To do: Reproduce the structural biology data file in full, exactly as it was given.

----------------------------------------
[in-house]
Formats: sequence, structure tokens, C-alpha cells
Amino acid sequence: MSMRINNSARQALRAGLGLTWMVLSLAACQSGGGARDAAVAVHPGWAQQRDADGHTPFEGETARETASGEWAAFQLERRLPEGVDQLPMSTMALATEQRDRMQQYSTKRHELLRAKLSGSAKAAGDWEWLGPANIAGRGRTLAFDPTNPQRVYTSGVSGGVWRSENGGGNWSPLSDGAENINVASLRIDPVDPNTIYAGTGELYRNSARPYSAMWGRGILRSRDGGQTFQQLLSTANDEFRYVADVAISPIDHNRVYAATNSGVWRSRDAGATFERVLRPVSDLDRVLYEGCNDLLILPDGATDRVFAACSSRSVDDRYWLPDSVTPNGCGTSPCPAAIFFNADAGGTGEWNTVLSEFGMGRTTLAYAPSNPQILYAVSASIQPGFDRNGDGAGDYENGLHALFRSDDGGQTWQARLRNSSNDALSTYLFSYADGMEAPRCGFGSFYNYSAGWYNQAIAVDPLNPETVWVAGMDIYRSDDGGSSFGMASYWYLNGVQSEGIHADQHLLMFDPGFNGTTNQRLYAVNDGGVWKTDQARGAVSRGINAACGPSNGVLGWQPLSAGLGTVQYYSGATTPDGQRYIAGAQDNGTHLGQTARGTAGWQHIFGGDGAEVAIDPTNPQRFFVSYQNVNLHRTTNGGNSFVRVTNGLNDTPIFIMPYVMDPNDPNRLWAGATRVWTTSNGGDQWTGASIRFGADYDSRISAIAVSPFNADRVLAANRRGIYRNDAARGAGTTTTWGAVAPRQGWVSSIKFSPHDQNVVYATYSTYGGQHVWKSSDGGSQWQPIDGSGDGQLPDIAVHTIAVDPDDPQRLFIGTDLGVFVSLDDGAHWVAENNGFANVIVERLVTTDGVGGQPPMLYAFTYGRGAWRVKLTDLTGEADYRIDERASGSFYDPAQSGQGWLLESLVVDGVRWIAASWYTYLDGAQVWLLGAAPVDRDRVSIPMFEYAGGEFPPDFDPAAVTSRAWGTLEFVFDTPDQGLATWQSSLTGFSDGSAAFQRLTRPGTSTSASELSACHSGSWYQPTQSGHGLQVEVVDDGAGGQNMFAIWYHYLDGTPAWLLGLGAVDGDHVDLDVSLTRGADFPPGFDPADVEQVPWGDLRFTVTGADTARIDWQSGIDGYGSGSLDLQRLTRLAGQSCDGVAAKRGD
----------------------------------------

[in-house]
Formats: sequence, structure tokens, C-alpha cells
Amino acid sequence: MSMRINNSARQALRAGLGLTWMVLSLAACQSGGGARDAAVAVHPGWAQQRDADGHTPFEGETARETASGEWAAFQLERRLPEGVDQLPMSTMALATEQRDRMQQYSTKRHELLRAKLSGSAKAAGDWEWLGPANIAGRGRTLAFDPTNPQRVYTSGVSGGVWRSENGGGNWSPLSDGAENINVASLRIDPVDPNTIYAGTGELYRNSARPYSAMWGRGILRSRDGGQTFQQLLSTANDEFRYVADVAISPIDHNRVYAATNSGVWRSRDAGATFERVLRPVSDLDRVLYEGCNDLLILPDGATDRVFAACSSRSVDDRYWLPDSVTPNGCGTSPCPAAIFFNADAGGTGEWNTVLSEFGMGRTTLAYAPSNPQILYAVSASIQPGFDRNGDGAGDYENGLHALFRSDDGGQTWQARLRNSSNDALSTYLFSYADGMEAPRCGFGSFYNYSAGWYNQAIAVDPLNPETVWVAGMDIYRSDDGGSSFGMASYWYLNGVQSEGIHADQHLLMFDPGFNGTTNQRLYAVNDGGVWKTDQARGAVSRGINAACGPSNGVLGWQPLSAGLGTVQYYSGATTPDGQRYIAGAQDNGTHLGQTARGTAGWQHIFGGDGAEVAIDPTNPQRFFVSYQNVNLHRTTNGGNSFVRVTNGLNDTPIFIMPYVMDPNDPNRLWAGATRVWTTSNGGDQWTGASIRFGADYDSRISAIAVSPFNADRVLAANRRGIYRNDAARGAGTTTTWGAVAPRQGWVSSIKFSPHDQNVVYATYSTYGGQHVWKSSDGGSQWQPIDGSGDGQLPDIAVHTIAVDPDDPQRLFIGTDLGVFVSLDDGAHWVAENNGFANVIVERLVTTDGVGGQPPMLYAFTYGRGAWRVKLTDLTGEADYRIDERASGSFYDPAQSGQGWLLESLVVDGVRWIAASWYTYLDGAQVWLLGAAPVDRDRVSIPMFEYAGGEFPPDFDPAAVTSRAWGTLEFVFDTPDQGLATWQSSLTGFSDGSAAFQRLTRPGTSTSASELSACHSGSWYQPTQSGHGLQVEVVDDGAGGQNMFAIWYHYLDGTPAWLLGLGAVDGDHVDLDVSLTRGADFPPGFDPADVEQVPWGDLRFTVTGADTARIDWQSGIDGYGSGSLDLQRLTRLAGQSCDGVAAKRGD